Dr. Gary Gates said that on hot-button emotional issues like gay rights, 'survey researchers must pay particular attention to framing their questions in neutral ways.' Gates is a co-author of a report just released in conjunction with the Williams Institute which addresses how the “potentially stigmatizing nature of some of the questions surrounding sexual orientation” can bias responses. Gates is Williams distinguished scholar at the Williams Institute at the UCLA School of Law, and the report is titled, 'Best Practices for Asking Questions about Sexual Orientation on Surveys.'
Finally, Dr. Nathaniel Frank, also of the Palm Center and author of the most comprehensive text ever published on gays in the military, Unfriendly Fire: How the Gay Ban Undermines the Military and Weakens America, stated:
"The relevant question is not what the troops want, but whether they are capable of serving with gays without becoming undisciplined. From a poll that does ask the right questions, we’ve learned that three quarters of troops are comfortable around gay people and that two thirds already know or suspect gays in their units," he said, referring to a 2006 Zogby poll of troops returning from Iraq and Afghanistan.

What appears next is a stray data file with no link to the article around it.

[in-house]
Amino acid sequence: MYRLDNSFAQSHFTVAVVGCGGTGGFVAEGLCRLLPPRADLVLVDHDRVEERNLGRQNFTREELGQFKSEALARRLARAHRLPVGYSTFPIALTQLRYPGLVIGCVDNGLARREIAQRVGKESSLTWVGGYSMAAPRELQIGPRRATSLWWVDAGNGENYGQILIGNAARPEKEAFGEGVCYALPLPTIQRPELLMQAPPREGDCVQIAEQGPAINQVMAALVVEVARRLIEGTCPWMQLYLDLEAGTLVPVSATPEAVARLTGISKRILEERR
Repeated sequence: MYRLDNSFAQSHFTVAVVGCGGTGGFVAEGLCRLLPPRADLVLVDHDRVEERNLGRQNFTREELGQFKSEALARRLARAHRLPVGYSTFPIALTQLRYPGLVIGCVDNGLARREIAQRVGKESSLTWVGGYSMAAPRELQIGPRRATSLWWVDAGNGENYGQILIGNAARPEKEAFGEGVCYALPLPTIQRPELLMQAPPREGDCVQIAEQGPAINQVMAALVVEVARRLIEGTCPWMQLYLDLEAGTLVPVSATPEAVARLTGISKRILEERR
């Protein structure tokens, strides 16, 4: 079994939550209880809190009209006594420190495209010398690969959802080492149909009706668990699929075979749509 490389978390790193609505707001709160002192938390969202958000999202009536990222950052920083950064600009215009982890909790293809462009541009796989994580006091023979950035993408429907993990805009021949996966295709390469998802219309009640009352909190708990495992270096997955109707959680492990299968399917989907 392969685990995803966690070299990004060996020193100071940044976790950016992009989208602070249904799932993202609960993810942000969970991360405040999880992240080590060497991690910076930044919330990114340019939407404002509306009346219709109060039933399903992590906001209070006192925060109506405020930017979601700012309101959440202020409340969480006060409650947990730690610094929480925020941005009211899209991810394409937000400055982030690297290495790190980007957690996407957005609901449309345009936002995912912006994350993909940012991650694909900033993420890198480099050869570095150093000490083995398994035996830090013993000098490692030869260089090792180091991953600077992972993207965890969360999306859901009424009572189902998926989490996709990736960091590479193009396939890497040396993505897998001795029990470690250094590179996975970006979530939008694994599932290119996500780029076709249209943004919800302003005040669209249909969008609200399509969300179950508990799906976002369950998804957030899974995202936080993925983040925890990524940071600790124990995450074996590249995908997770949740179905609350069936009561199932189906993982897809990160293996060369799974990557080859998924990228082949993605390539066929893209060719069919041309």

The new Military Times poll fails to ask the most relevant question of all, and that is: Are there known gays serving alongside their straight peers?
Because operational readiness is known to be excellent, and because our military is currently considered the finest, the most battle-ready and most combat experienced in the world, if known gays are serving now, in both theaters of war, where are all the assumed problems that formed the foundation for DADT?
Where are all the problems with unit morale, unit cohesion and combat readiness? The primary assumption underlying the DADT law was that any known gay in a unit would seriously discomfort heterosexuals in the unit and thus degrade operational readiness. One would think that a fair poll of active duty troop opinion would attempt to measure this critical factor, as other polls of military opinion have successfully done.